# 3.1 Rules of Differentiation

## Derivatives of Formulas

In the next few sections, we’ll consider the derivative rules that will let us find formulas for derivatives when our function comes to us as a formula. This is a very algebraic section, and you should get lots of practice. When you tell someone you have studied calculus, this is the one skill they will expect you to have.

## Building Blocks

These are the simplest rules – rules for the basic functions. We won’t prove these rules; we’ll just use them. But first, let’s look at a few so that we can see they make sense.

### Example 1

Find the derivative of [latex]y=f(x)=mx+b[/latex]

This is a linear function, so its graph is its own tangent line! The slope of the tangent line, the derivative, is the slope of the line: \[f'(x)=m\]

### Rule:

The derivative of a linear function is its slope.

### Example 2

Find the derivative of [latex]f(x)=135[/latex].

Think about this one graphically, too. The graph of f(x) is a horizontal line. So its slope is zero: \[f'(x)=0\]

### Rule:

The derivative of a constant is zero.

### Example 3

Find the derivative of [latex]f(x)=x^2[/latex].

Recall the formal definition of the derivative: \[f'(x)=\lim\limits_{h\to 0} \frac{f(x+h)-f(x)}{h}.\]

Using our function [latex]f(x)=x^2[/latex], [latex]f(x+h)=(x+h)^2=x^2+2xh+h^2[/latex].

Then

\[ \begin{align*}

f'(x)=& \lim\limits_{h\to 0} \frac{f(x+h)-f(x)}{h}\\

=& \lim\limits_{h\to 0} \frac{x^2+2xh+h^2-x^2}{h}\\

=& \lim\limits_{h\to 0} \frac{2xh+h^2}{h}\\

=& \lim\limits_{h\to 0} \frac{h(2x+h)}{h}\\

=& \lim\limits_{h\to 0} (2x+h)\\

=& 2x

\end{align*} \]

From all that, we find that [latex]f'(x)=2x[/latex].

Luckily, there is a handy rule we use to skip using the limit:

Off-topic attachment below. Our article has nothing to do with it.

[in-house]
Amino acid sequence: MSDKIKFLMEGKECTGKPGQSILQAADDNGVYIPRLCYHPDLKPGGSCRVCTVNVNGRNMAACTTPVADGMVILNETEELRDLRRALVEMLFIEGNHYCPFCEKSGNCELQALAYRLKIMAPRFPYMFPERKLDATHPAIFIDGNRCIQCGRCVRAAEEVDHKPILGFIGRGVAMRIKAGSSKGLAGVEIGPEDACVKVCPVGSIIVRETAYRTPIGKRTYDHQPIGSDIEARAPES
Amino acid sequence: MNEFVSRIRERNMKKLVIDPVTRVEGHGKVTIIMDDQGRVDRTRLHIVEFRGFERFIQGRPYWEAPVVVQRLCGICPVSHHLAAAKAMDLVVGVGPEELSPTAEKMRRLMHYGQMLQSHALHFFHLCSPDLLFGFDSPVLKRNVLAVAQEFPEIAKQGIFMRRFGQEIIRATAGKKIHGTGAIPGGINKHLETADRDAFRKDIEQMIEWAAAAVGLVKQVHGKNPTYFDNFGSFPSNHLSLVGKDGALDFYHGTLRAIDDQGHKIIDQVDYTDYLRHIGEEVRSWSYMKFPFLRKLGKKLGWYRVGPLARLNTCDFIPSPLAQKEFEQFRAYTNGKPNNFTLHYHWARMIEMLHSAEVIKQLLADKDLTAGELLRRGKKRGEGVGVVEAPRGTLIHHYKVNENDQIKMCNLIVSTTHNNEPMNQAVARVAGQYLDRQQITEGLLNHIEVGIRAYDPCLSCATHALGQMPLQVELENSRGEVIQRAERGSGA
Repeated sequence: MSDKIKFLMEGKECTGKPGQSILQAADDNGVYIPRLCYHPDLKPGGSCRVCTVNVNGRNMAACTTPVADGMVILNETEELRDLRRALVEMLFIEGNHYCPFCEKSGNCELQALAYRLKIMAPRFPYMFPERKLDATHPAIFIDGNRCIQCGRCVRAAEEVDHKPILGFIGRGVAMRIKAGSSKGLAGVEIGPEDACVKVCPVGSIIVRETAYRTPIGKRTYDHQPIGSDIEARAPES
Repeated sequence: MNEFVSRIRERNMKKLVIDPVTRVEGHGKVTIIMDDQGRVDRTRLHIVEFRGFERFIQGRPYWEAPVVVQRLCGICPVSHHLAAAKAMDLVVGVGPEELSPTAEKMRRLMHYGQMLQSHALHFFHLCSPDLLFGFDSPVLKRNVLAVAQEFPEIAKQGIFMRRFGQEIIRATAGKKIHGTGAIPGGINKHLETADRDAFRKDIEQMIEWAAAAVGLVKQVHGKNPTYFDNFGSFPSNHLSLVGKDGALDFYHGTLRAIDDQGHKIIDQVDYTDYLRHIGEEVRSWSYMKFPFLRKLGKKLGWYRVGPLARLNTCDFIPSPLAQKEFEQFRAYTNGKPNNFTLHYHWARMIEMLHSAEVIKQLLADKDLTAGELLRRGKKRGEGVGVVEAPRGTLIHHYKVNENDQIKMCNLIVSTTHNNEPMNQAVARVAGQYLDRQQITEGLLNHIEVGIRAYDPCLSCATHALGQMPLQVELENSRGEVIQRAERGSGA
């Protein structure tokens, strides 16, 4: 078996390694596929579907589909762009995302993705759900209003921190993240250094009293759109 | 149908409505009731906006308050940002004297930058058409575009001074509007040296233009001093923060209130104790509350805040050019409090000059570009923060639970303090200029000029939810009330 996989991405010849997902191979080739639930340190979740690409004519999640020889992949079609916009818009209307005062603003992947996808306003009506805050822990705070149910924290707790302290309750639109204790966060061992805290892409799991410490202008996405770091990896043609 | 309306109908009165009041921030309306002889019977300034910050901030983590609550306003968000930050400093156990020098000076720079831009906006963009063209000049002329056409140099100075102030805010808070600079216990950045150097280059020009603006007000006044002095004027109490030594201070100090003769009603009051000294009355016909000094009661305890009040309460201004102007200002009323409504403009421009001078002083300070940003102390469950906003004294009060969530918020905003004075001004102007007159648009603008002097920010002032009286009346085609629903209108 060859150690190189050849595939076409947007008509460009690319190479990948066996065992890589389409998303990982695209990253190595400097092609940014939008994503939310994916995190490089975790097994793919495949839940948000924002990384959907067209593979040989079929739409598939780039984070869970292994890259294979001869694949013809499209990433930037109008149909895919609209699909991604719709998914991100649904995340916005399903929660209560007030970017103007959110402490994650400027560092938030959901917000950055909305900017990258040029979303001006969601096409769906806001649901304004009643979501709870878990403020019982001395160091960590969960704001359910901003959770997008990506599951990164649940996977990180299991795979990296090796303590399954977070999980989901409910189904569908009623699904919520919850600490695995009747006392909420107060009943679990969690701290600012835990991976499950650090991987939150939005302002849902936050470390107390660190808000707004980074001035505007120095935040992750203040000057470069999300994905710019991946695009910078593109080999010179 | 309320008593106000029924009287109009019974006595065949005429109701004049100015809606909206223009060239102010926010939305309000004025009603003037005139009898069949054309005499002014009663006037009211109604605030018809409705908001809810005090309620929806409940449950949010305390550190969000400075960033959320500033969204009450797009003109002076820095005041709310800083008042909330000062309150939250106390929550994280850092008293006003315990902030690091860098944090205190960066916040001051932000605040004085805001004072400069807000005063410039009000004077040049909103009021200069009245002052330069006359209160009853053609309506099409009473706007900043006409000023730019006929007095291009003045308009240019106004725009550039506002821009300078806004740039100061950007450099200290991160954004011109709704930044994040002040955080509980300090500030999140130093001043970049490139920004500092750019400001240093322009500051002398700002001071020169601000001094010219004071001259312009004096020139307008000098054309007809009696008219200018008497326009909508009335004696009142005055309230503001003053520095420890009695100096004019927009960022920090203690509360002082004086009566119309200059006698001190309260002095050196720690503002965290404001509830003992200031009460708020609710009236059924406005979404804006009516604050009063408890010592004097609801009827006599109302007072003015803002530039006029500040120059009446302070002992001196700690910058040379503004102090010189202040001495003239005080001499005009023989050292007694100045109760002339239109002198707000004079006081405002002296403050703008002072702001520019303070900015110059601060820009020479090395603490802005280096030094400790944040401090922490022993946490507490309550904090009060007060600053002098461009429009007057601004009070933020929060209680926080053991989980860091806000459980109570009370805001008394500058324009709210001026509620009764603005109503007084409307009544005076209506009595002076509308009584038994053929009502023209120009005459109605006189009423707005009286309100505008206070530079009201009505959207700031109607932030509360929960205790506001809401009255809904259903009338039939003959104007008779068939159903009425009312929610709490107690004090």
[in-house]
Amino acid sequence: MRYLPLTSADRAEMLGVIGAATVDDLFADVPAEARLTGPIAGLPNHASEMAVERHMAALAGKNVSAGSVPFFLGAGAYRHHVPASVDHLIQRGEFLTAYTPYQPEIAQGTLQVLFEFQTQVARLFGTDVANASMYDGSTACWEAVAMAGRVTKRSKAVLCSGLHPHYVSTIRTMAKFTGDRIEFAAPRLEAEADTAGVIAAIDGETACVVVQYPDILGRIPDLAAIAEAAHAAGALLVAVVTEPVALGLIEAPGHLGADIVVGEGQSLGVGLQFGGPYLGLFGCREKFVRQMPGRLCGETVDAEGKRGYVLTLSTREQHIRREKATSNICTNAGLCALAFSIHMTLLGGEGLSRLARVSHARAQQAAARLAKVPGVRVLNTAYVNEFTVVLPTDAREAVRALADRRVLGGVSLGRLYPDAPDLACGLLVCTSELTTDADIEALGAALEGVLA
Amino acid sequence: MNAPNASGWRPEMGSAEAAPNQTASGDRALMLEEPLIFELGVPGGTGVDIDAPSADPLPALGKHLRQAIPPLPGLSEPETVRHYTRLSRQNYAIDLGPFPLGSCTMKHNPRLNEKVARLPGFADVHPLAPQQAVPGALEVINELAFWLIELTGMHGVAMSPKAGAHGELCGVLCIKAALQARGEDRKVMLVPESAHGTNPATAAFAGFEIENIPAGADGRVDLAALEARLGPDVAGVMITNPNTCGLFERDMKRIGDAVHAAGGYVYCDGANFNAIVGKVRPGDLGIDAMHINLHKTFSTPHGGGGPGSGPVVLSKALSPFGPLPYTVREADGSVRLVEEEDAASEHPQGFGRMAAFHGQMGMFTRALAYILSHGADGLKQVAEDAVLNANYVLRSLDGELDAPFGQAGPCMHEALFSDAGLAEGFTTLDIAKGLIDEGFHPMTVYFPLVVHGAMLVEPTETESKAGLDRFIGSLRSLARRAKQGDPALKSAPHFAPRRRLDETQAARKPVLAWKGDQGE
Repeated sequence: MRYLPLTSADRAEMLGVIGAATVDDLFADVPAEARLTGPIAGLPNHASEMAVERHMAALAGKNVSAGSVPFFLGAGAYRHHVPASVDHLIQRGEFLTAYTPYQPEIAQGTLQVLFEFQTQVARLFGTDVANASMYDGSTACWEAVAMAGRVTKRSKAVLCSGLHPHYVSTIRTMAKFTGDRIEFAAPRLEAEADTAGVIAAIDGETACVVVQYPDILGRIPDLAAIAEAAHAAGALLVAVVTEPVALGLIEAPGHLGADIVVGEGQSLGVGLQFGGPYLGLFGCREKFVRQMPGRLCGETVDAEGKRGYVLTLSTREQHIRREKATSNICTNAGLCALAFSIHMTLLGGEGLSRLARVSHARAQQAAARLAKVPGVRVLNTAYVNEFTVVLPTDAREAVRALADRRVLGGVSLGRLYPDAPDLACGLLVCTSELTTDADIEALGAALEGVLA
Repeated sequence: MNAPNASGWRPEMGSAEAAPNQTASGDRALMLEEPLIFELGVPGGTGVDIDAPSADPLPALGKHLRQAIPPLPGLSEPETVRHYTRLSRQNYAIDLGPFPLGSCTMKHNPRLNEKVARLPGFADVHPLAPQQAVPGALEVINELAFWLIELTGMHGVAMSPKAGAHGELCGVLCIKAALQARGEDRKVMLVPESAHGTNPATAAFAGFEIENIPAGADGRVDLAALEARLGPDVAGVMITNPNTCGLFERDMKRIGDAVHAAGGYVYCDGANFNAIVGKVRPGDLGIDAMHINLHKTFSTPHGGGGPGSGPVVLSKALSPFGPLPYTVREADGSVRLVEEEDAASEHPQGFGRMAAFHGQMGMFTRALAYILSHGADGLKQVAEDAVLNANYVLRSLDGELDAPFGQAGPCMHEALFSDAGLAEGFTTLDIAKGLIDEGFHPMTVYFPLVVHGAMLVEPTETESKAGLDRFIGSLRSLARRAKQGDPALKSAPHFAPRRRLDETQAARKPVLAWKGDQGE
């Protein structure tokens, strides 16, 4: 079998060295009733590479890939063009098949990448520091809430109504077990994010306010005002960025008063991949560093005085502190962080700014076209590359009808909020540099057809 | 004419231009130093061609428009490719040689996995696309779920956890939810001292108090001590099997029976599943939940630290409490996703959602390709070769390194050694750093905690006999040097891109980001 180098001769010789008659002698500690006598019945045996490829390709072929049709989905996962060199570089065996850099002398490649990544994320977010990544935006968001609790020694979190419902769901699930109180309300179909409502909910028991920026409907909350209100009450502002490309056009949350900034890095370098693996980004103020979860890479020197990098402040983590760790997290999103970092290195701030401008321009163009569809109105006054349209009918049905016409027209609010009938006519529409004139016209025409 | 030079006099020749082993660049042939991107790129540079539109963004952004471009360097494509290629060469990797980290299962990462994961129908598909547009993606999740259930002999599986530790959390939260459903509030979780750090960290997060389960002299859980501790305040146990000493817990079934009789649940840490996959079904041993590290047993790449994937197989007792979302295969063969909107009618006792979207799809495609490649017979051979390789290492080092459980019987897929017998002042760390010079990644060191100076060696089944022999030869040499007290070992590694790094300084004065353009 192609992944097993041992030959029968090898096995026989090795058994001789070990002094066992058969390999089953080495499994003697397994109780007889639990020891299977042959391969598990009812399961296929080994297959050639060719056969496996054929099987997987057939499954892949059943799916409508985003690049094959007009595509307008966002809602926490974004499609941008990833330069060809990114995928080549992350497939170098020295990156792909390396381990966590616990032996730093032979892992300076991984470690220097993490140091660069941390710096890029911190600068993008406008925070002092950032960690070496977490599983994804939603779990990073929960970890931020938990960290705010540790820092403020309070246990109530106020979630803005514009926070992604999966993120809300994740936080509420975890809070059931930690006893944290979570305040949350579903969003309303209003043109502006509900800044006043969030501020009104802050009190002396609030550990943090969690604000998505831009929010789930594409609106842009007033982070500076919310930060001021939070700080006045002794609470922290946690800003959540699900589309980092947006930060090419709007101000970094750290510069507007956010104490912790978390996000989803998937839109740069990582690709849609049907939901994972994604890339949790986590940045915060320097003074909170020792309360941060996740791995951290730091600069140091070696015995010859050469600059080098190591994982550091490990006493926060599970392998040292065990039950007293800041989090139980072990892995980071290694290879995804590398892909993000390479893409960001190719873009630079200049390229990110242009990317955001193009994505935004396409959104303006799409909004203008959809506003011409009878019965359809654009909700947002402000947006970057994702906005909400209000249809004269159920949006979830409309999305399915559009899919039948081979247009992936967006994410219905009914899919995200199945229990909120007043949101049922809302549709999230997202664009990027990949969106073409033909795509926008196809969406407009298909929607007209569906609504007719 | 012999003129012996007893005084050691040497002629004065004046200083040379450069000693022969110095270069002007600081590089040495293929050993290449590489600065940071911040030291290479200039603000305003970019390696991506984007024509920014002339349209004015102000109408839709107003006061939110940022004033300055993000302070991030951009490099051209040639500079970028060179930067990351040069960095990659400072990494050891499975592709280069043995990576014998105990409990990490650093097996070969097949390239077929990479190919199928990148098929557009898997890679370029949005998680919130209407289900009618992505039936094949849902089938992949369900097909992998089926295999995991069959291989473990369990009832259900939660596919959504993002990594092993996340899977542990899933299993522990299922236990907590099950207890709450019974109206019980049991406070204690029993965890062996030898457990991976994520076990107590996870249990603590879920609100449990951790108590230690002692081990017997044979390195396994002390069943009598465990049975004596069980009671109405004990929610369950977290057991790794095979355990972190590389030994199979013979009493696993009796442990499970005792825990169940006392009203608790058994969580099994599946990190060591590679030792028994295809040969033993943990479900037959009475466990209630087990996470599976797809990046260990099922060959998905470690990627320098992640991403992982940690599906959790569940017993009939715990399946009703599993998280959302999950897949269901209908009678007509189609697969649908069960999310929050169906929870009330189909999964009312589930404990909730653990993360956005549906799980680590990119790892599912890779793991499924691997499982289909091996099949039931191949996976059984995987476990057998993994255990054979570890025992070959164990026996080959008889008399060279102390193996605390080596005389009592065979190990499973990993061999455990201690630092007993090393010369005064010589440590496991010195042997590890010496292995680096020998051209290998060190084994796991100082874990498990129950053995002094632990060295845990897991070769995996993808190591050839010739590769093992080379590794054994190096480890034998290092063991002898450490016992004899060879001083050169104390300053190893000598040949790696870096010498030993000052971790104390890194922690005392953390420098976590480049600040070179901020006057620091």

### Power Rule

The derivative of [latex]f(x)=x^n[/latex] is \[f'(x)=nx^{n-1}.\]

### Example 4

Find the derivative of [latex]g(x)=4x^3[/latex]

Using the power rule, we know that if [latex]f(x)=x^3[/latex], then [latex]f'(x)=3x^2[/latex]. Notice that [latex]g[/latex] is 4 times the function [latex]f[/latex]. Think about what this change means to the graph of [latex]g[/latex] – it’s now 4 times as tall as the graph of [latex]f[/latex]. If we find the slope of a secant line, it will be [latex]\frac{\Delta g}{\Delta x}= \frac{4\Delta f}{\Delta x} =4\frac{\Delta f}{\Delta x}[/latex]; each slope will be 4 times the slope of the secant line on the [latex]f[/latex] graph. This property will hold for the slopes of tangent lines, too: \[\frac{d}{dx}\left(4x^3\right)=4\frac{d}{dx}\left(x^3\right)=4\cdot 3x^2=12x^2.\]

### Rule:

Constants come along for the ride, i.e., [latex]\frac{d}{dx}\left( kf\right)=kf'.[/latex]

Here are all the basic rules in one place.

### Derivative Rules: Building Blocks

In what follows, [latex]f[/latex] and [latex]g[/latex] are differentiable functions of [latex]x[/latex].

#### Constant Multiple Rule

\[ \frac{d}{dx}\left( kf\right)=kf’\]

#### Sum and Difference Rule

\[\frac{d}{dx}\left(f\pm g\right)=f’ \pm g’\]

#### Power Rule

\[\frac{d}{dx}\left(x^n\right)=nx^{n-1}\]

Special cases:

\[\frac{d}{dx}\left(k\right)=0 \quad \text{Because} \;k=kx^0.\]

\[\frac{d}{dx}\left(x\right)=1 \quad \text{Because} \;x=x^1.\]

#### Exponential Functions

\[\frac{d}{dx}\left(e^x\right)=e^x\] \[\frac{d}{dx}\left(a^x\right)=\ln(a)\,a^x\]

#### Natural Logarithm

\[\frac{d}{dx}\left(\ln(x)\right)=\frac{1}{x}\]

The sum, difference, and constant multiple rule combined with the power rule allow us to easily find the derivative of any polynomial.

### Example 5

Find the derivative of [latex]p(x)=17x^{10}+13x^8-1.8x+1003[/latex].

[latex]\frac{d}{dx}\left( 17x^{10}+13x^8-1.8x+1003 \right)=[/latex]

\[ \begin{align*}=& \frac{d}{dx}\left( 17x^{10} \right)+\frac{d}{dx}\left( 13x^8 \right)-\frac{d}{dx}\left( 1.8x \right)+\frac{d}{dx}\left( 1003 \right)\\